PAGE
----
RR: ITC has also introduced several sustainable alternatives to plastic packaging, leveraging the cutting-edge R&D capabilities of ITC Life Sciences and Technology Centre, Bengaluru. Please share with us what is transpiring in this centre?
ITC’s Life Sciences and Technology Centre (LSTC), equipped with highly knowledgeable R&D experts, has been focussed on the development of sustainable solutions. Our objective is to develop solutions in the circular economy through innovation in recycling and reuse as well as in design and chemistry. Together, we have made significant progress in the areas of plastic free, recyclable and compostable solutions using our unique products such as OxyBlock and BioSeal.

RR: The 2021 EPR guidelines are pretty stringent. In this sense, what are ITC's sustainability efforts going forward?
As you are aware, ITC Group is carbon positive for 16 years, water positive for 19 years and solid waste recycled positive for 14 years. We are working towards our packaging solutions to be reusable, recyclable or compostable/biodegradable. Under the Wealth out of Waste (WoW) campaign, we are also reaching out to our customers to extend our support on sustainability and EPR related compliances.

RR: In India’s case, packaging is the fifth largest sector in its economy and is one of the highest growth sectors in the country. According to the Packaging Industry Association of India (PIAI), the sector is growing at a healthy rate. What sort of dialogue is required between brands, OEM’s and production managers to reap the benefits of this growth?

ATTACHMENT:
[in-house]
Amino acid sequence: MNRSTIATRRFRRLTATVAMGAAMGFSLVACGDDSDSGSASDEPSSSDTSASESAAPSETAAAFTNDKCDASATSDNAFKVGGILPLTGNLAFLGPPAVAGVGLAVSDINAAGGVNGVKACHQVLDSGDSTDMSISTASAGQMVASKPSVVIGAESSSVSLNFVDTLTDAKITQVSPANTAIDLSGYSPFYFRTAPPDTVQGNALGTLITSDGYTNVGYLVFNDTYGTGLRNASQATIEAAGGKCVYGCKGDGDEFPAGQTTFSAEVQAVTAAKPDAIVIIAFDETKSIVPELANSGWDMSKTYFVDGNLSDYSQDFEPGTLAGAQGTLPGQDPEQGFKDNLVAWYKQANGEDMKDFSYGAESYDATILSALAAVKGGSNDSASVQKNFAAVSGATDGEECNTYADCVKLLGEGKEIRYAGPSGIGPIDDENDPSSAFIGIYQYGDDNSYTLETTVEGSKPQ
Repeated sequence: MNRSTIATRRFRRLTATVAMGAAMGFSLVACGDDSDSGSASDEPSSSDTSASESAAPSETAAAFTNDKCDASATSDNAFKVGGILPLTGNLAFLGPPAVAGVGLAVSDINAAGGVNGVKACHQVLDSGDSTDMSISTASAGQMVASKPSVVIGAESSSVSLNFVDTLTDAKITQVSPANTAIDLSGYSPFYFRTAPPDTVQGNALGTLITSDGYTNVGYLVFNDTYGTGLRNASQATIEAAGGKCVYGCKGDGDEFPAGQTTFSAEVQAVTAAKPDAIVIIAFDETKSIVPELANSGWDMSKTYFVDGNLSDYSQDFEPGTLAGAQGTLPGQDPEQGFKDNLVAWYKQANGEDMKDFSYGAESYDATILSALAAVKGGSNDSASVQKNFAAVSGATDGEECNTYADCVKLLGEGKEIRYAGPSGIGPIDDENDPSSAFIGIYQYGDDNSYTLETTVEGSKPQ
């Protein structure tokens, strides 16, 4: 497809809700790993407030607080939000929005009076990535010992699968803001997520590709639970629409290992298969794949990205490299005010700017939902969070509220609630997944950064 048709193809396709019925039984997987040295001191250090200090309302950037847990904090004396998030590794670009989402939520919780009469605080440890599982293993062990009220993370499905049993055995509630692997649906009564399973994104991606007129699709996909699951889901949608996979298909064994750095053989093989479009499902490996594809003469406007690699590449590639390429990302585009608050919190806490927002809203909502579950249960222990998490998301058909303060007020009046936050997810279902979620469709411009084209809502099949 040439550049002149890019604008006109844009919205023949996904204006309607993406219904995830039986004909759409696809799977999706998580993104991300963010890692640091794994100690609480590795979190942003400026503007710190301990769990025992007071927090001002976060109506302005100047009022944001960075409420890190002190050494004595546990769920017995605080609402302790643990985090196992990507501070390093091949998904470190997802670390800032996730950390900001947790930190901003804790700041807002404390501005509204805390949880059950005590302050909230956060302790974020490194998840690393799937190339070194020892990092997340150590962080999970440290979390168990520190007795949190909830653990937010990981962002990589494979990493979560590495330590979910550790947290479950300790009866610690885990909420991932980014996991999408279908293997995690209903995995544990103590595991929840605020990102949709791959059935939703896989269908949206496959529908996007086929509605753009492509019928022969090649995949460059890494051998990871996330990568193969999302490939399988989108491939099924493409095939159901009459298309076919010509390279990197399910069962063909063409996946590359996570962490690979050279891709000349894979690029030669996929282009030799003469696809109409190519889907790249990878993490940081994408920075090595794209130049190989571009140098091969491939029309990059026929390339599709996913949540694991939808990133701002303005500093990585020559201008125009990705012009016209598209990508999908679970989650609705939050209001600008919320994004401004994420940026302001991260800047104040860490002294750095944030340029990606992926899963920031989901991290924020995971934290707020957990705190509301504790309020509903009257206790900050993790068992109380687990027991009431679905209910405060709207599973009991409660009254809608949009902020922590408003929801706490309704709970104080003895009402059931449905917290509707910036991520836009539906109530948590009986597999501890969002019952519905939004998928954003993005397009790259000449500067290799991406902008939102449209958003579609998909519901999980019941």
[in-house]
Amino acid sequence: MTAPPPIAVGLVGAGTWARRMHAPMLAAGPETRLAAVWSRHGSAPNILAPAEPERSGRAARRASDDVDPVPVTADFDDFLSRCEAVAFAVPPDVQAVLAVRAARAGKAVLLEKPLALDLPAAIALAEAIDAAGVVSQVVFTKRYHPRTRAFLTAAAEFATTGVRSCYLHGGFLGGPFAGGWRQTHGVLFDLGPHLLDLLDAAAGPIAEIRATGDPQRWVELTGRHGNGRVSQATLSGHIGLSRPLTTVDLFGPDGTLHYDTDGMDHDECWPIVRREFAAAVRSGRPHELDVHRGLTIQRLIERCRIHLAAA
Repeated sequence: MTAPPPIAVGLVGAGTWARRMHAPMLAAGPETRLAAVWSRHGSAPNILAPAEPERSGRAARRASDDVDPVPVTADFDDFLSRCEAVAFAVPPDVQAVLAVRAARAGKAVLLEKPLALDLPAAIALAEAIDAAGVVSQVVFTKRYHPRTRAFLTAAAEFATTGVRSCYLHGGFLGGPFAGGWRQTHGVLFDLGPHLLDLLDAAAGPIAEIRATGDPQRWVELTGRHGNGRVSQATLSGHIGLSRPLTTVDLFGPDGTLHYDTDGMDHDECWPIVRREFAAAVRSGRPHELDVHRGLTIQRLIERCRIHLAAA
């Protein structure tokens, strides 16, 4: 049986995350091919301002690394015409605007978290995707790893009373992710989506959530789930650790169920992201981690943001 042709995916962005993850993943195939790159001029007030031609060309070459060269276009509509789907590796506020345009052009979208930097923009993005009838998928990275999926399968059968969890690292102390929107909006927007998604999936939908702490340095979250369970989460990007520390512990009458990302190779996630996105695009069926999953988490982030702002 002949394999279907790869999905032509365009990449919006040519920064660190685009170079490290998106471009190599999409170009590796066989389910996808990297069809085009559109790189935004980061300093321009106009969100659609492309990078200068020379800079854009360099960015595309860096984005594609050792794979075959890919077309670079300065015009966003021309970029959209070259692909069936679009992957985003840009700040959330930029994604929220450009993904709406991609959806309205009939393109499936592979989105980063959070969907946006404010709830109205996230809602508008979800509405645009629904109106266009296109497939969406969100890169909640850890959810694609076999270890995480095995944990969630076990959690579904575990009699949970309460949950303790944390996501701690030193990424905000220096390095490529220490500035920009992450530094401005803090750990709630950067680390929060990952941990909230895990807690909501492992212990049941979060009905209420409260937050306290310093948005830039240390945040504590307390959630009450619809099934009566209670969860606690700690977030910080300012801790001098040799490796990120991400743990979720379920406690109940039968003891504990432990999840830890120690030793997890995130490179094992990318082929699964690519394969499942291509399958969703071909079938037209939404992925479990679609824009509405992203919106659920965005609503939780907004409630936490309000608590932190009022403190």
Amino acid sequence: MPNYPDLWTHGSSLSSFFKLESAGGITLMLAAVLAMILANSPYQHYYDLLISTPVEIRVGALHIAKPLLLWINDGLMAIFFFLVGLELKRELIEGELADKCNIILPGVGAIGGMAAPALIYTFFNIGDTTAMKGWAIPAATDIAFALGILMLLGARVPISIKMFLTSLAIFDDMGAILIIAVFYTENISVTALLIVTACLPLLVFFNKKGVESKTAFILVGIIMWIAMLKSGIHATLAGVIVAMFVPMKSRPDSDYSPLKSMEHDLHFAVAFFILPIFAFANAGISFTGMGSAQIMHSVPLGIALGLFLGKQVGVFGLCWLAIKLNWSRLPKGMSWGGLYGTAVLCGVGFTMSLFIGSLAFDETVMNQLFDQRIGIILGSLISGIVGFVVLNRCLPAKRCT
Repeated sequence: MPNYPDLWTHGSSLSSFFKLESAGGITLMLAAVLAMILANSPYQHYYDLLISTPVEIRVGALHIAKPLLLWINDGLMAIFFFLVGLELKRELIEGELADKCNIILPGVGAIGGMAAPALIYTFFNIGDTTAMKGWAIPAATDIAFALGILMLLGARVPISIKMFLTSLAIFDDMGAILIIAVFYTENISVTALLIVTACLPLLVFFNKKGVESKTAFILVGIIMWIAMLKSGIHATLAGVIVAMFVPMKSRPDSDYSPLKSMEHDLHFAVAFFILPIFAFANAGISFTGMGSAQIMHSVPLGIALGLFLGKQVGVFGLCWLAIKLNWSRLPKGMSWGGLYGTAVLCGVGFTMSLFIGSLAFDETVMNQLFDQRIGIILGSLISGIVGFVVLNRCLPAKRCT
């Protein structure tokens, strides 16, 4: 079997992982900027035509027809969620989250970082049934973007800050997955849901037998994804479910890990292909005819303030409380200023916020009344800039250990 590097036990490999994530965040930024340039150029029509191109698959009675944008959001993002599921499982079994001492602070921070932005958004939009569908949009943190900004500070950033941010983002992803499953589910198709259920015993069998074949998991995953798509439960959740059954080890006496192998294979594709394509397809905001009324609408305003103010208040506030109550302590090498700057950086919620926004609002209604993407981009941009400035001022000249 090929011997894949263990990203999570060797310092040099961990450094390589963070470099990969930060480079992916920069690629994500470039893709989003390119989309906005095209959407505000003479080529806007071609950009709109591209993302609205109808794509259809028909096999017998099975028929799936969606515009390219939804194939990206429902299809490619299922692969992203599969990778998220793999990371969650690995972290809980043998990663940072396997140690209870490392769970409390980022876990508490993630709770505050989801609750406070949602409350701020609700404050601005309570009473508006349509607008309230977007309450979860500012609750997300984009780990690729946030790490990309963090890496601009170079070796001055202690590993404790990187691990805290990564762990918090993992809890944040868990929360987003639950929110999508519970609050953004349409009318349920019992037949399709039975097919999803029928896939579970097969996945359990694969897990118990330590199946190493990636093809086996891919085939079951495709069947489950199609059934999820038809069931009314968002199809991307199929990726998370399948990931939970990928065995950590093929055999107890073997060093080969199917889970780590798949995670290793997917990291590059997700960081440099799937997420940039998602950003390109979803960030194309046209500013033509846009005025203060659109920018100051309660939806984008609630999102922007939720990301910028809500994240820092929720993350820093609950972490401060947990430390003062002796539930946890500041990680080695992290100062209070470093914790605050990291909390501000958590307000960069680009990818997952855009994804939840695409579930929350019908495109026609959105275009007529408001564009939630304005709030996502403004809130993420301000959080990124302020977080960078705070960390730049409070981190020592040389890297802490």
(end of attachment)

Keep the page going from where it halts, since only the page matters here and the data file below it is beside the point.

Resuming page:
The growth of the packaging industry in India is driven by increased consumption, change in consumer behaviour from unpacked to packed, unbranded to branded, surge in eCommerce and convenience driven channels. However, the future will be largely driven by environment friendly, sustainable and connected packaging solutions. However, these packaging solutions are at the early stages of adoption. In order to accelerate adoption of these solutions, brand owners, packaging industry, OEMs, and raw material suppliers need to collaborate with each other to create fit for purpose, technically viable, user friendly options.

RR: What are the key packaging trends and changes in consumer behaviour over the past two years? What type of conversations are you having with your brand partners?
The packaging industry continues to be influenced by evolving trends such as heightened consumer consciousness towards health, safety, hygiene and convenience, which has led to emergence of several new brands including D2C format leading to shift from unpacked to packed; and unbranded to branded packaging. Increased adaptation of eCommerce platforms has resulted in the amalgamation of layers of packaging and enhanced requirements of transit worthy, unpack friendly and tamper proof packaging.Going forward, sustainable packaging will continue to be the key trend along with gradual shift towards digital plus interactive and connected packaging solutions for consumer engagement, personalisation and brand validation.